Mark Soo

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It's a weekday afternoon and Mark Soo is sitting in a Davie Street coffee shop. Cups clatter, customers laugh and chat at every table, and, hey, doesn't anyone work in the West End? Apart from the baristas, that is. Apart, too, from this emerging Vancouver artist, musician, and curator whose solo exhibition, Is It Any Wonder (1600 Kelvin), runs until October 14 at Artspeak.

Amid the commotion, Soo talks about his concept-driven art-making. “It's a research-based practice,”  he says “There's a certain amount of play and a certain amount of investigation.”  He sips a glass of iced chamomile tea. “Really important to me is the idea of speculation, the idea of trying to test the limits of a particular subject.”  Soo's particular subjects range across the social, political, and scientific, from the history of flight to lost hippie ideals. His means are just as various: from CDs to posters to helium-filled balloons.

Is It Any Wonder, a photo-sculptural installation, employs large colour transparencies of an English Bay sunset backlit by the kind of sodium lights that Soo says are used to discourage injection-drug use in Oppenheimer Park. The orange lights drain all hue from everything they shine on: photos, gallery, the veins of drug addicts... The work also speaks to an array of issues, from economic disparities and social control to touristic depictions of Vancouver and notions of the sublime. “There's a weird dialectic,”  Soo says, “between looking at a sunset””the sense of euphoria, hope, nostalgia...and also this euphoric feeling one might have when shooting up.” 

Soo's résumé documents a decidedly international career. Since graduating from the Emily Carr Institute in 2001, he has participated in a dozen group shows and projects from Brisbane to New York City, with appearances in artist-run centres in Vancouver, too, including the helium balloons, which were printed with the names of curators and grouped to symbolize art-world networks.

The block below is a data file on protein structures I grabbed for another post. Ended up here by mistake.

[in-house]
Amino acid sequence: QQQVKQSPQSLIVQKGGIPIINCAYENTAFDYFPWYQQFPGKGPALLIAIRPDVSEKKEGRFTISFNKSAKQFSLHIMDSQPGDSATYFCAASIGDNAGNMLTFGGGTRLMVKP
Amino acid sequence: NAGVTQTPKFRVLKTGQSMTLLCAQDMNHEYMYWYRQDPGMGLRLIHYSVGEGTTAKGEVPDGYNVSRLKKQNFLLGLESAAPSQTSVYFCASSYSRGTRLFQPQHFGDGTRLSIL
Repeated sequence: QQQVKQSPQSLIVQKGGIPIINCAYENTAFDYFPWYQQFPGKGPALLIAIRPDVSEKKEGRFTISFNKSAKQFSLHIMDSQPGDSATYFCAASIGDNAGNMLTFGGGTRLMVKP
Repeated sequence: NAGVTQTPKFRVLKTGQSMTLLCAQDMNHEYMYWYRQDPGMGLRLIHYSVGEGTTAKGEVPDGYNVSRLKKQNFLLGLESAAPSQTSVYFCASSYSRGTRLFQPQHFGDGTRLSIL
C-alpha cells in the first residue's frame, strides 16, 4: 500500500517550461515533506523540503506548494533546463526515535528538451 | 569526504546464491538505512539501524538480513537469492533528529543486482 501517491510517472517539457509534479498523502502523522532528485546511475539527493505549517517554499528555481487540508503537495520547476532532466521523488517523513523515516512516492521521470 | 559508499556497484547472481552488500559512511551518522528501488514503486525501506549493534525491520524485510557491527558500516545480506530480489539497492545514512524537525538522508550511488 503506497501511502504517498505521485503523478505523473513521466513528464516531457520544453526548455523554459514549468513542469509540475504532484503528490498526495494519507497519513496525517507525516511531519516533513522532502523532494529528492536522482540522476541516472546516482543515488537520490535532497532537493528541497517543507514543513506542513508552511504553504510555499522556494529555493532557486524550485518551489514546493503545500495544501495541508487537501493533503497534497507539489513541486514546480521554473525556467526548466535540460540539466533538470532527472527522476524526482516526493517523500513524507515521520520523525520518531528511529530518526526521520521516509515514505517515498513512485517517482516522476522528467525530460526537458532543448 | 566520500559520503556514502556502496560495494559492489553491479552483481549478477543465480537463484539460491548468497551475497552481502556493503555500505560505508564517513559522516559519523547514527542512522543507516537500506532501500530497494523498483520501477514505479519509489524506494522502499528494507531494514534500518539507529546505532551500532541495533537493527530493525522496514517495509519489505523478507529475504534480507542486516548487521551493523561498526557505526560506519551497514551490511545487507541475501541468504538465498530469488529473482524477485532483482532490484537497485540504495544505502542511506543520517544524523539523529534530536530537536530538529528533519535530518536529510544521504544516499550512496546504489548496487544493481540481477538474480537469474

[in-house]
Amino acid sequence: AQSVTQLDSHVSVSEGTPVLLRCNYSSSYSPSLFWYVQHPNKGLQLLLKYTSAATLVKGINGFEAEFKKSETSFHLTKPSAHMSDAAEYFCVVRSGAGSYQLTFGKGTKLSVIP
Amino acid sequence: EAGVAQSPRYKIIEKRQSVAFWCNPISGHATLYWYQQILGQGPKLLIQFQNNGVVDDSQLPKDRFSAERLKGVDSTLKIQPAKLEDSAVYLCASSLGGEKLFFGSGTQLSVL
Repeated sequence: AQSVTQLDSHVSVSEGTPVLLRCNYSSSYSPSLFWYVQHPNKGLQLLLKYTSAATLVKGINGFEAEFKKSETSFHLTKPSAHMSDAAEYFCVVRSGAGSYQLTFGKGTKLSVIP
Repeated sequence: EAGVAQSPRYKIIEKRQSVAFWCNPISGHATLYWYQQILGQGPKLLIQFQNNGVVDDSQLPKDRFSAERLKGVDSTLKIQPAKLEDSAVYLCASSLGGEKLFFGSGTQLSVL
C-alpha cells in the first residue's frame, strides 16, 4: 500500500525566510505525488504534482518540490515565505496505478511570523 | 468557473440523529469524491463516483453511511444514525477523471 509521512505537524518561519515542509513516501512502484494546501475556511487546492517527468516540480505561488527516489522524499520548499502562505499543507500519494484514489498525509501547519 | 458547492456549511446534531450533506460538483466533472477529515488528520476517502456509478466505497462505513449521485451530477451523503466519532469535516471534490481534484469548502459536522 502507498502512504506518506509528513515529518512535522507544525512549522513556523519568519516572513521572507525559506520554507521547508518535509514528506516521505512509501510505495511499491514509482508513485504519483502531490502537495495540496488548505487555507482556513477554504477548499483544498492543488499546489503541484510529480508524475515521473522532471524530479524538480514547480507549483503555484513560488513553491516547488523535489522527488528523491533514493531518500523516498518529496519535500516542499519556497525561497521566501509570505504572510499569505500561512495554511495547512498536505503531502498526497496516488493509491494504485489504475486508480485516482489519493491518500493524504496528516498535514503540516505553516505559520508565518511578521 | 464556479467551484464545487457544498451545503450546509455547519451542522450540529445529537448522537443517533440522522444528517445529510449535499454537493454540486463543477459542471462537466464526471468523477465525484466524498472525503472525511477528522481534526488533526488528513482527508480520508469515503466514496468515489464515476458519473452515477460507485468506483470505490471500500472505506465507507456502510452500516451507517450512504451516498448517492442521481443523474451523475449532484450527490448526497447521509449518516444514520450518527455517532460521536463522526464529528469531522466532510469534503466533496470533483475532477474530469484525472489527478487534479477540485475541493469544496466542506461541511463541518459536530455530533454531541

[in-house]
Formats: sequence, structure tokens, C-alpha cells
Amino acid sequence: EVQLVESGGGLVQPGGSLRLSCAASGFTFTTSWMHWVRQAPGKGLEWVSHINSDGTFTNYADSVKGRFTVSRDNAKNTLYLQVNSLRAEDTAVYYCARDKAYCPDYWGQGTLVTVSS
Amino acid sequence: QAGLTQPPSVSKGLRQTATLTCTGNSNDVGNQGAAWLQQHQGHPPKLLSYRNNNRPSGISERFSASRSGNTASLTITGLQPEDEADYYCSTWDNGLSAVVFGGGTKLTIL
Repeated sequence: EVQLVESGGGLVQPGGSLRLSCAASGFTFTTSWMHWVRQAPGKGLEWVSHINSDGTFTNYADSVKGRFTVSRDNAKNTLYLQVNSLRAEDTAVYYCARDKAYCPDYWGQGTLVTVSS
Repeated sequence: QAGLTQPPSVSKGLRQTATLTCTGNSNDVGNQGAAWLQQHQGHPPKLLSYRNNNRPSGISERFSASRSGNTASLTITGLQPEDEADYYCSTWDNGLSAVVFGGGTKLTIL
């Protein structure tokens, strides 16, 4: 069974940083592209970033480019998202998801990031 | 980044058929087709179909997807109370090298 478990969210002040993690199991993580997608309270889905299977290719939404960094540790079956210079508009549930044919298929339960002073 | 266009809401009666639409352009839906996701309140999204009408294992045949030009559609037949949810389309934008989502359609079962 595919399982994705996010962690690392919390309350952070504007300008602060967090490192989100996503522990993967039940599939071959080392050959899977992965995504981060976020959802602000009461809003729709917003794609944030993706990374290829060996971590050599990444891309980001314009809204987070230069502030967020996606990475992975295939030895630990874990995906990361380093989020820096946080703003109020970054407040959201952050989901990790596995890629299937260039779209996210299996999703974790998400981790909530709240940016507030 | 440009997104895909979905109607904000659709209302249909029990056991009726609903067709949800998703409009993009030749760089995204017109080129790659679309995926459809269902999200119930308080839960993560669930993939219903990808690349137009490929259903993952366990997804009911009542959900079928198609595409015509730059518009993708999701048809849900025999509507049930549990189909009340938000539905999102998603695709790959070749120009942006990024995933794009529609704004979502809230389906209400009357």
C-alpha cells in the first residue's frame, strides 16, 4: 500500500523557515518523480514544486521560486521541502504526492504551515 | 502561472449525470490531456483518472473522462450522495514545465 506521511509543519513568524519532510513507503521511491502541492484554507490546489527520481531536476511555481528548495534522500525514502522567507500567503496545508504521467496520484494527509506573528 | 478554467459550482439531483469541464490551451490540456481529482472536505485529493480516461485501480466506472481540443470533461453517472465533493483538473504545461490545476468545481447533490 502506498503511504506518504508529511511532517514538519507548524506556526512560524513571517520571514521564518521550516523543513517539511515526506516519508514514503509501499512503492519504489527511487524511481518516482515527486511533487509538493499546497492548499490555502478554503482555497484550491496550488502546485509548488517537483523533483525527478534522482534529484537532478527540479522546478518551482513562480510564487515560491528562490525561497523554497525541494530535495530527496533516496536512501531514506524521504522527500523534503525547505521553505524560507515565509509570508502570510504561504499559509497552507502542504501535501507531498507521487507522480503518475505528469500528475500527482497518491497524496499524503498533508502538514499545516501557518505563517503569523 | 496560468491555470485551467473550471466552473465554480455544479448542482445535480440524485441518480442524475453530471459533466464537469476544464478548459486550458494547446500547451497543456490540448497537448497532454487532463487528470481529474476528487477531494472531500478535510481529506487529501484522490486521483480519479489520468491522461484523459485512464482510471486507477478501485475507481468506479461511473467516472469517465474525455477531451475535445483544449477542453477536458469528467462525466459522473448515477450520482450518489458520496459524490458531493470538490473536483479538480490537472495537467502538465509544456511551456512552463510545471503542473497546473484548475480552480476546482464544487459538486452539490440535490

“That piece came about after a prolonged absence from art-making,”  Soo says. “I was engaged with other things, just trying to figure out what happens after school....What's your relationship to the system of art?”  During this hiatus, he investigated electronic music, made sound works, and played in a couple of bands. “Music, for me, was a way to think about the body in a very immediate sense: how we are affected by rhythm, by structure, by beat.” 

Born in Singapore, Soo did most of his growing up in Malaysia. He wasn't aware that being an idea-based artist was a career option until he arrived at Emily Carr in 1995, ostensibly to study design. Critical thinking wasn't yet part of the picture, he says. Neither was the line of quirky humour that runs through his work, including an early audio piece that simulates neighbours playing music way too loud.

“Any project might be simple on the outside, but it may allow the viewer to think about the subject on a number of different levels,”  Soo says. “The more levels there are, the more successful the piece can be. Potentially.” 